In total, 189.2 GW of wind power capacity is now installed in Europe, 6 percent higher than in 2017. That accounts for 18.4 percent of the EU’s total installed power generation capacity.

    https://uk.reuters.com/article/uk-eu...e%20newsletter

  4. #5154
    Member
    harrybarracuda's Avatar
    Join Date
    Sep 2009
    Last Online
    Today @ 06:54 PM
    Posts
    56,492
    NASA eyes colossal cracks in ice shelf near Antarctic station

    The Brunt ice shelf is preparing to unleash an iceberg twice the size of New York City.




    Things are looking dicey along the Brunt Ice Shelf, home to the British Antarctic Survey's Halley VI Research Station. NASA is keeping an eye on some growing cracks threatening to unload an iceberg soon.


    NASA/USGS Landsat satellites are monitoring the action as the cracks grow. When the iceberg calves, it could be twice the size of New York City. That would make it the largest berg to break off the Brunt ice shelf since observations of the area began in 1915.


    An annotated view of the ice shelf shows the cracks as they relate to the Halley VI station. The crack leading up the middle is especially concerning. It's been stable for 35 years, but NASA says it's now extending northward as fast as 2.5 miles (4 kilometers) per year.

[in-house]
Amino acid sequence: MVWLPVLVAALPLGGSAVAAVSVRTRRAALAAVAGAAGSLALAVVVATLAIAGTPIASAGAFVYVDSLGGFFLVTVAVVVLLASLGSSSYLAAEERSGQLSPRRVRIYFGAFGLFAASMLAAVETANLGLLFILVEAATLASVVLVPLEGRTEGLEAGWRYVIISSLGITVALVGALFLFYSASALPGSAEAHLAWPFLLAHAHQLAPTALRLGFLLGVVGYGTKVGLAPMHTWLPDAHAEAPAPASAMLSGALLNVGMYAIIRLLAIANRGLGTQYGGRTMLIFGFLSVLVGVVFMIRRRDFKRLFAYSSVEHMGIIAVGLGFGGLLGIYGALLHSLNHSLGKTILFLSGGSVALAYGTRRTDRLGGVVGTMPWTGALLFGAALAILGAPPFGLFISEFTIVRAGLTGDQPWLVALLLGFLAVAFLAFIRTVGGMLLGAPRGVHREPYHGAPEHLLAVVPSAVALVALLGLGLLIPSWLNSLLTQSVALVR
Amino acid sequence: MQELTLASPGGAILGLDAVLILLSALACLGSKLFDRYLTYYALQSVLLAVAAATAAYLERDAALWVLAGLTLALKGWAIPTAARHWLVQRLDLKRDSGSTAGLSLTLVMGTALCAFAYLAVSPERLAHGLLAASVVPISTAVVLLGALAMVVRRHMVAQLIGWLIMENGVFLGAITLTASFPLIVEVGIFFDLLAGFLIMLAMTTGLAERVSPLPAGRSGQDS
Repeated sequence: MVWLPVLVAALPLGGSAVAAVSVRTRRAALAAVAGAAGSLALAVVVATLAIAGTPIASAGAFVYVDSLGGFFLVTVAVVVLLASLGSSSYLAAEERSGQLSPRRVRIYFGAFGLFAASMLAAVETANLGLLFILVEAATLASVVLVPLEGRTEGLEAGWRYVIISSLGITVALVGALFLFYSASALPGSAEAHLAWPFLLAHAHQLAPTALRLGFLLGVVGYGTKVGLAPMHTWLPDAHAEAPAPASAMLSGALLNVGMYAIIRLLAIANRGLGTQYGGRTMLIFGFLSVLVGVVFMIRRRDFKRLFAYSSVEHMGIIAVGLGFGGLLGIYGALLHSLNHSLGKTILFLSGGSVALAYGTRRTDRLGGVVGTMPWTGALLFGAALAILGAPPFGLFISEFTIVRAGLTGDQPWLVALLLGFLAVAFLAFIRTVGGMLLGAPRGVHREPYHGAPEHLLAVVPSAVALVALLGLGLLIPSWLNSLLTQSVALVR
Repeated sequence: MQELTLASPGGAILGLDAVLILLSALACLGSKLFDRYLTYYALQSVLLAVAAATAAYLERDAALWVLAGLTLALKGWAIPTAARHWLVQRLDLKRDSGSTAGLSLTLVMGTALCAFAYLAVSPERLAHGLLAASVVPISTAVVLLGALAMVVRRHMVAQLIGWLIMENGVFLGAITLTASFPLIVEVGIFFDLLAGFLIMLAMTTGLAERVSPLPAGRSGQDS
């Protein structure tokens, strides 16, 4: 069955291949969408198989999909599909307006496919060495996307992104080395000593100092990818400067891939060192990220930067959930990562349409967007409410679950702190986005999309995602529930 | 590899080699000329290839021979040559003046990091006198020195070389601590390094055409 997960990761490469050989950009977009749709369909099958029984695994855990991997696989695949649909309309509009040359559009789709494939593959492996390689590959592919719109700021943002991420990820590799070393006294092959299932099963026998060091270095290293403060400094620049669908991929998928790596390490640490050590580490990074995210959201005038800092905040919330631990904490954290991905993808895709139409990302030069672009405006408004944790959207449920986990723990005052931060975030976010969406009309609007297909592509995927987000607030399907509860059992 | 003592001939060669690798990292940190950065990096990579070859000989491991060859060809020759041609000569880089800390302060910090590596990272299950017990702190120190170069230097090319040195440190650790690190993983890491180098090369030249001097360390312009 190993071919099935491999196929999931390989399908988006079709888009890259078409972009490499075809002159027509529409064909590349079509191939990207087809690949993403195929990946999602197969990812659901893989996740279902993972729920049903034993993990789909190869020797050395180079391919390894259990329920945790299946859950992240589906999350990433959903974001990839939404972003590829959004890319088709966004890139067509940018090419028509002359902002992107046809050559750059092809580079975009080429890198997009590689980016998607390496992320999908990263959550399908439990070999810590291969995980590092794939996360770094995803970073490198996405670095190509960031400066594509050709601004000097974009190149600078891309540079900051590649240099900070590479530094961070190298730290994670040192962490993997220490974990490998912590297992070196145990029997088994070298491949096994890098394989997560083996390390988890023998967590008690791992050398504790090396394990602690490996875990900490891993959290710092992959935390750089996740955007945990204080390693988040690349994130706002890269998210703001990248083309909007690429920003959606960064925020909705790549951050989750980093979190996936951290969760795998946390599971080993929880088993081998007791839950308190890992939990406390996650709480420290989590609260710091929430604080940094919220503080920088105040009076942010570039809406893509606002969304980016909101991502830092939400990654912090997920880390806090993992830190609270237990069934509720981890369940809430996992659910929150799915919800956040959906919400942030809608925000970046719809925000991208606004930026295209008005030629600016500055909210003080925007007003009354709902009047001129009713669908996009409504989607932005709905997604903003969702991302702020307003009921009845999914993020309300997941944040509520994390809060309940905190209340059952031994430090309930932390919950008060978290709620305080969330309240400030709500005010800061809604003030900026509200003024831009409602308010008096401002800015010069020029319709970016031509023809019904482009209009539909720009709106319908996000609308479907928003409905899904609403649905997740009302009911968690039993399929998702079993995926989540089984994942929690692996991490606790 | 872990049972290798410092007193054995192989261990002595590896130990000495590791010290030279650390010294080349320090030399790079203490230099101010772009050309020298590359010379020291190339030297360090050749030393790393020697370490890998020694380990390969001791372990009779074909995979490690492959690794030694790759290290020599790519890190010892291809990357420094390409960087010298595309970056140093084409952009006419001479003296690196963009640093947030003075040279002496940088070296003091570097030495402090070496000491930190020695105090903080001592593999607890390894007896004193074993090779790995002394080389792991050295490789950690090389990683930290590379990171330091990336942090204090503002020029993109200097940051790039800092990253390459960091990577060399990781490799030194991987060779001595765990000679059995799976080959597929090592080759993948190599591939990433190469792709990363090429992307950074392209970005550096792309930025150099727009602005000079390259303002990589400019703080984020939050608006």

As of December
    , Halley station was home to around 30 science and technical staff on missions to study the ice shelf and climate change in the polar region. The BAS completed a relocation of the futuristic-looking Halley station in 2017, placing it farther away from the unpredictable cracking.


    "It is not yet clear how the remaining ice shelf will respond following the break, posing an uncertain future for scientific infrastructure and a human presence on the shelf that was first established in 1955," NASA says. Researchers are concerned the ice shelf could become unstable or break up.

    NASA says iceberg calving is "a normal part of the life cycle of ice shelves, but the recent changes are unfamiliar in this area."


    The ice shelf had been fairly stable since British explorer Ernest Shackleton surveyed its coast in 1915. Now its future is uncertain.

    https://www.cnet.com/news/nasa-eyes-...rctic-station/
    Attached Images Attached Images

  5. #5155
    Member
    harrybarracuda's Avatar
    Join Date
    Sep 2009
    Last Online
    Today @ 06:54 PM
    Posts
    56,492